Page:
Many scientists don't believe that all the actual conditions affecting life can be programmed into a computer. And without some sort of original life form, there is no life to simulate. So far, artificial life experiments have shed no light on how to come up with that first living cell.


At this point, the actual proof of spontaneous generation is pretty slim. But the scientific method requires proof. If it happened according to known laws of nature, as the theory of evolution requires, it shouldn't be difficult to prove.

1. The Definition of Life

How do we know if something is actually alive? How is life defined by scientists?

A dictionary definition is, that which separates animate objects from inanimate, and is characterized by metabolism, growth, reproduction, and responsiveness. School textbooks generally give a similar 4-or-5-point criteria for life. For example, one adds to the above list, that living things are made of one or more cells, and that all cells come from pre-existing cells. If we know the characteristics of life, and if we know that spontaneous generation has been disproved, how can scientists claim that evolution began when life formed from non-life?

At the present, the majority of scientists do believe in evolution. Evolution requires that life came from non-life. Hard scientific evidence says that life only comes from life. As we have already discussed, scientists who believe in evolution are willing to interpret the data to fit their belief. Since evolution is true, they believe, then life had to come from non-life regardless of what the evidence shows.

The explanation? There is evidence; it just hasn't been found yet. And how do they know there is evidence? They believe in this invisible evidence, because they believe that evolution happened. They find this invisible evidence more convincing than the hard evidence that is visible. So, in effect, the naturalistic origin of life is proved by the fact of evolution.

In the past several decades, there has been a gradual blurring and redefining of the term "life." This has muddied the waters of scientific fact. If the distinction between living things and non-living things is unclear, then who is to say where the exact line can be drawn? If an exact line can't be drawn, then it becomes easier to speak of non-living things gradually and naturally turning into living things.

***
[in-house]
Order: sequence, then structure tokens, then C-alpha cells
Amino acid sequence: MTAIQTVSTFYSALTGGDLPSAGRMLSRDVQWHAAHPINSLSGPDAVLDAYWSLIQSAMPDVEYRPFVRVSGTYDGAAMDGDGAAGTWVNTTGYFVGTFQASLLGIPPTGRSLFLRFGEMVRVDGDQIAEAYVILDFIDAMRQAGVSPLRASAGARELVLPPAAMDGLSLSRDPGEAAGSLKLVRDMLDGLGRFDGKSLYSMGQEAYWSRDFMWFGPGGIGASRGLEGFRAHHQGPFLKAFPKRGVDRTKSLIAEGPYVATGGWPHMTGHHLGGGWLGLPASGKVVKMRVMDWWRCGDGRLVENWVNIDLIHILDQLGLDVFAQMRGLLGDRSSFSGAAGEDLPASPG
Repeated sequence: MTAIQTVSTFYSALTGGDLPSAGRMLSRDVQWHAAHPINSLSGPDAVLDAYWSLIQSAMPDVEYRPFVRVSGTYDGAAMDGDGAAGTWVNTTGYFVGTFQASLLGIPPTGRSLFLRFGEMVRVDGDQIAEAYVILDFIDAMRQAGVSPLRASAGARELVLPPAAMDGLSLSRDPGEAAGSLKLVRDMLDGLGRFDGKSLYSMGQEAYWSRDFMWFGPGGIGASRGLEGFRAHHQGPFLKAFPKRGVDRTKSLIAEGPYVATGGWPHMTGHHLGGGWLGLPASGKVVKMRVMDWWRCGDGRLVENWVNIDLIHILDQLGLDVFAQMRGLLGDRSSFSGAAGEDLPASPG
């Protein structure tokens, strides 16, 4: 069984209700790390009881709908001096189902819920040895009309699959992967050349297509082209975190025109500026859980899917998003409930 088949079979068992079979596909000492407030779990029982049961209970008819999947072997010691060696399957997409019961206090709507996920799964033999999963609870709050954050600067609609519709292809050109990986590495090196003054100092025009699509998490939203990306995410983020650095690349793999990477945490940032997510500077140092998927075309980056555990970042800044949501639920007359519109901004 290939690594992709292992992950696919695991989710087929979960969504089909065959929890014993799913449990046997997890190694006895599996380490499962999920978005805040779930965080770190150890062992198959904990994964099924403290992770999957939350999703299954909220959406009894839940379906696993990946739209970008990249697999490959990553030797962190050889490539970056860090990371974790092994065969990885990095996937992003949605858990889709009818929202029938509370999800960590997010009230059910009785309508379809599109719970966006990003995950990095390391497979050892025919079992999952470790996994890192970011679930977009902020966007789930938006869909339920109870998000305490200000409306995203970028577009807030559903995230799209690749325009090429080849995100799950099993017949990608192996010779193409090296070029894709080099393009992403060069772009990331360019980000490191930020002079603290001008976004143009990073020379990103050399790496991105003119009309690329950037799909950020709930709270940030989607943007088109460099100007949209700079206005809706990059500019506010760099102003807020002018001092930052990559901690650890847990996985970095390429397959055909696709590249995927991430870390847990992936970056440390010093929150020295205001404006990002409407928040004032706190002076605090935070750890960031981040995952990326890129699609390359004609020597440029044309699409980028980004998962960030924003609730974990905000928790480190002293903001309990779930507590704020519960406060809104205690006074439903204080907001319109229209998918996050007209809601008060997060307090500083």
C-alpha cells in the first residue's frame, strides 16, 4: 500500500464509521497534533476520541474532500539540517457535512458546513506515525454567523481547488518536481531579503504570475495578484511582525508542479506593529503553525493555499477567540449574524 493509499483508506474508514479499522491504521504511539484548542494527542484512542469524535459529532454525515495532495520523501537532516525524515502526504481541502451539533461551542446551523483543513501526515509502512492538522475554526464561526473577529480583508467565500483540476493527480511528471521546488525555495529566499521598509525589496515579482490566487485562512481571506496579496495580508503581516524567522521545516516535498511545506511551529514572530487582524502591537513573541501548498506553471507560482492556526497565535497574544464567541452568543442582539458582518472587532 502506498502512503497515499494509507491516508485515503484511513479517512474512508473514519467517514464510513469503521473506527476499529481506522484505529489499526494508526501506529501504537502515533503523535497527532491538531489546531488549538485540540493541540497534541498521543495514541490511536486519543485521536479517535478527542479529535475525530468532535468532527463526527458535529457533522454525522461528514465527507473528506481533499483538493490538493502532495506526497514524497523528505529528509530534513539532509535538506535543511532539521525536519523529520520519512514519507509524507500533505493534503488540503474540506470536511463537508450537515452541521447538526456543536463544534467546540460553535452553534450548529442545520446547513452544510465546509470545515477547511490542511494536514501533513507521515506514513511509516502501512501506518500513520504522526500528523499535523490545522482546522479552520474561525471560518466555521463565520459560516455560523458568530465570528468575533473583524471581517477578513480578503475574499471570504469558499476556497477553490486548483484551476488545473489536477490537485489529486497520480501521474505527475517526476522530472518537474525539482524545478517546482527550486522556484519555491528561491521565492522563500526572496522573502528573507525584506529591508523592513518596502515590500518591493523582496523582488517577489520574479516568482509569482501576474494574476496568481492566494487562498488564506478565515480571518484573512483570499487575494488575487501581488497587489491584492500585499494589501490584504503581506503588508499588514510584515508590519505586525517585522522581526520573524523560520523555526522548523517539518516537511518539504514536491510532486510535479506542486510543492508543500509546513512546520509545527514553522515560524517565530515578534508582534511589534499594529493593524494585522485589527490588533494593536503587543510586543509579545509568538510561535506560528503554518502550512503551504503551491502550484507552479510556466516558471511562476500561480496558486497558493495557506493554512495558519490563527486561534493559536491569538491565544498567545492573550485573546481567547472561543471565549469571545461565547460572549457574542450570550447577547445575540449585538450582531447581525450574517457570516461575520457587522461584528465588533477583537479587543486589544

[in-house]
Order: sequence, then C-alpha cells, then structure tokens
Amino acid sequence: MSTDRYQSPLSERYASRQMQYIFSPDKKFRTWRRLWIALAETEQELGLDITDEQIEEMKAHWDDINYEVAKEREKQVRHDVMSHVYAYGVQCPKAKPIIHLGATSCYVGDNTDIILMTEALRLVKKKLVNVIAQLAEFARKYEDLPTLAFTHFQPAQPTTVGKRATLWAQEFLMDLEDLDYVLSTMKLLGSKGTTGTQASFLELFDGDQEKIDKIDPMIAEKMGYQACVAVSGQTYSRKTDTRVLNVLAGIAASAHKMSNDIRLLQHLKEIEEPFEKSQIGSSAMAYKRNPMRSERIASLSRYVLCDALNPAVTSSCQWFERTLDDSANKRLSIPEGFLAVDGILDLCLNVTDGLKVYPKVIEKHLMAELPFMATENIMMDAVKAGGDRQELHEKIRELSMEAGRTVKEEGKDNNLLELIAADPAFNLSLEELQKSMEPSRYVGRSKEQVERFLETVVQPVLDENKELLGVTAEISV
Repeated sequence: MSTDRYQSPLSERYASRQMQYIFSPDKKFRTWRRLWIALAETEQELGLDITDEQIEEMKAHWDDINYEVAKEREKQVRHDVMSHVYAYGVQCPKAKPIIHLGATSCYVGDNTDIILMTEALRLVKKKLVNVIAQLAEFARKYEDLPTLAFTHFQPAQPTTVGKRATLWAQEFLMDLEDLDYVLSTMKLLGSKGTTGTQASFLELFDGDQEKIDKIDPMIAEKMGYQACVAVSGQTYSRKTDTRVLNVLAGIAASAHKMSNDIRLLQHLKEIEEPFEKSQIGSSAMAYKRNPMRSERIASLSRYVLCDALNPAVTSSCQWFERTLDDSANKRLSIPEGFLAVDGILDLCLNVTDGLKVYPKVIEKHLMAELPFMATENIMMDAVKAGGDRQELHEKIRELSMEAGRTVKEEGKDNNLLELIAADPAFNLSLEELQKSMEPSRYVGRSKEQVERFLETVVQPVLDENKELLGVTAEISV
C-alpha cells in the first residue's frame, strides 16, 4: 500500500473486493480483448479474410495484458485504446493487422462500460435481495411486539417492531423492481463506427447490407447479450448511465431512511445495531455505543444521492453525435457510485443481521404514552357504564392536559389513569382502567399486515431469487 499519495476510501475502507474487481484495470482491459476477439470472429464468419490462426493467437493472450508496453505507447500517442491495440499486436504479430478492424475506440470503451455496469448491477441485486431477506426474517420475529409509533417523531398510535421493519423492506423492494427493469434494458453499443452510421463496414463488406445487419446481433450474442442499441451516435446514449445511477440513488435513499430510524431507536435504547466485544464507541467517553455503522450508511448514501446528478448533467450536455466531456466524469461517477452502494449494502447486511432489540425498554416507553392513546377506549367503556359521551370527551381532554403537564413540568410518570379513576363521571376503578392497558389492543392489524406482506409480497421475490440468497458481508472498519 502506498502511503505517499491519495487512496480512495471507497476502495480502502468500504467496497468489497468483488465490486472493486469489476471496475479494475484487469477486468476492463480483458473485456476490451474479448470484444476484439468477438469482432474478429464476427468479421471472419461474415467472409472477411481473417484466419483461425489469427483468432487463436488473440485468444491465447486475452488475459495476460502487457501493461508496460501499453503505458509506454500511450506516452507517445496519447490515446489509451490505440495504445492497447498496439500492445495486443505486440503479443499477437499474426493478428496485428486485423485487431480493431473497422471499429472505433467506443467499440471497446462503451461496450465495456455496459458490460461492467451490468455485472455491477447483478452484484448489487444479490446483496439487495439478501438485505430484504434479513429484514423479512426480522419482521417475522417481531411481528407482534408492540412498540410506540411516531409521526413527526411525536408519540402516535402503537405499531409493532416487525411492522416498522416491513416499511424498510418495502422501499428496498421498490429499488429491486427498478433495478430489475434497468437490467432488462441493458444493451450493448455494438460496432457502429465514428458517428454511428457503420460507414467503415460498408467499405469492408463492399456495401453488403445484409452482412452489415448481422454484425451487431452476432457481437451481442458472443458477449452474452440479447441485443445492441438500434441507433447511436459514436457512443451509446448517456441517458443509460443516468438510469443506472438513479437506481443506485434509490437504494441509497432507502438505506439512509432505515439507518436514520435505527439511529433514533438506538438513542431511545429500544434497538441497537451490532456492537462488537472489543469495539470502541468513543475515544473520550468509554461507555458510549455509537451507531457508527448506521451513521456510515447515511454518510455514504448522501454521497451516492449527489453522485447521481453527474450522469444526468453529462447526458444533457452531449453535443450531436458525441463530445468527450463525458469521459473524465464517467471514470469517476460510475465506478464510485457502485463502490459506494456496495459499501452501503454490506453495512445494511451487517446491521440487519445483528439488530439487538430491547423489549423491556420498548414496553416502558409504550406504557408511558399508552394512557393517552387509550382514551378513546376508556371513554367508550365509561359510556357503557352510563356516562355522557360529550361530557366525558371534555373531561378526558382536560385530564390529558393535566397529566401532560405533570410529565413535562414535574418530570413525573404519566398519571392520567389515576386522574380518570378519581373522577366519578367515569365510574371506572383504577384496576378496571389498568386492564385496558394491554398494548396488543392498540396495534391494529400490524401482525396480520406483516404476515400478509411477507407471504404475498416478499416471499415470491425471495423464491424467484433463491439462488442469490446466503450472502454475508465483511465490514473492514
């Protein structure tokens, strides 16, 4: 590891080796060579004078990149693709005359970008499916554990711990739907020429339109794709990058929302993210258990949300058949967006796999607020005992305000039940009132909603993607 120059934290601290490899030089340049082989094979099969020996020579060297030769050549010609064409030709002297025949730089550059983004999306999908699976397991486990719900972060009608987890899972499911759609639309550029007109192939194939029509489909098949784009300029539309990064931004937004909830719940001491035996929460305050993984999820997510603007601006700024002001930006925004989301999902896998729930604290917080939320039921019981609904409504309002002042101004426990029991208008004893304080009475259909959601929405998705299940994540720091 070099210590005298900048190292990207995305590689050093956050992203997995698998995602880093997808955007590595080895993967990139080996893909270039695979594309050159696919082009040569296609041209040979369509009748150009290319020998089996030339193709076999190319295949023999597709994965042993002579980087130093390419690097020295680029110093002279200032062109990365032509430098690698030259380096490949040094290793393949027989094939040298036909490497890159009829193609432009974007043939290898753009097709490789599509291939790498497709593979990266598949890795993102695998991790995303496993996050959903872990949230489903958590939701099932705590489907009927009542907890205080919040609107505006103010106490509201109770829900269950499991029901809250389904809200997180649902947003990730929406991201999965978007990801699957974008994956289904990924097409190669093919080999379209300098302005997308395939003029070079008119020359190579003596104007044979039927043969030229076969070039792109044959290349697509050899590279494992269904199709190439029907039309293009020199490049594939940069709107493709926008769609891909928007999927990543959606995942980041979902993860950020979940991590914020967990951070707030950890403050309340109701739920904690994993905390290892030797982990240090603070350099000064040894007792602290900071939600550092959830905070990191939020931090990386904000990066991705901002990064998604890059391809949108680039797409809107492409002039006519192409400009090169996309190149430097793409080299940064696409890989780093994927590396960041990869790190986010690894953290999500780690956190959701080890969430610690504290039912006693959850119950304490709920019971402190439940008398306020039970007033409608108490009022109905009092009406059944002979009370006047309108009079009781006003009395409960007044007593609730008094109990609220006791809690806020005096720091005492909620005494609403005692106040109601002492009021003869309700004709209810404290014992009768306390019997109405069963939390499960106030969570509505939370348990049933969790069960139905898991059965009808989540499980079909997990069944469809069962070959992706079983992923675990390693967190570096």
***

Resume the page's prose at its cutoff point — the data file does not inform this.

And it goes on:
"What, exactly, is life...?" asks Time magazine (Oct. 11, 1993). The article goes on to explain that some scientists think the first living thing "arose in the shadowy twilight zone where the distinction between living and nonliving blurs and finally disappears."

Discover magazine, too, says that "the threshold between living and nonliving isn't clearly defined..." (August 1992). This may or may not actually be true. But the more often people hear something, the more they tend to accept it, regardless of how true it is.

The standard authority in many homes, Encyclopaedia Britannica, has a major Macropaedia article entitled "Life." It begins by stating that the most important principle in defining life is that it is characterized by evolution. Many times in the article, life is defined as the process of evolution. (This concept is found in numerous books.)

The article discusses how hard it is to distinguish between living and non-living things. For example, it says, if you define a living thing as one that eats, breathes, moves, grows, reproduces, excretes, and responds to stimuli, then you could say that, in a sense, a car is alive.

Now, everyone knows that a car can only do those things with outside help. But a living thing does all those things on its own. Such an example causes the reader to wonder how seriously such an article should be taken. The same example can be found in other books on evolution.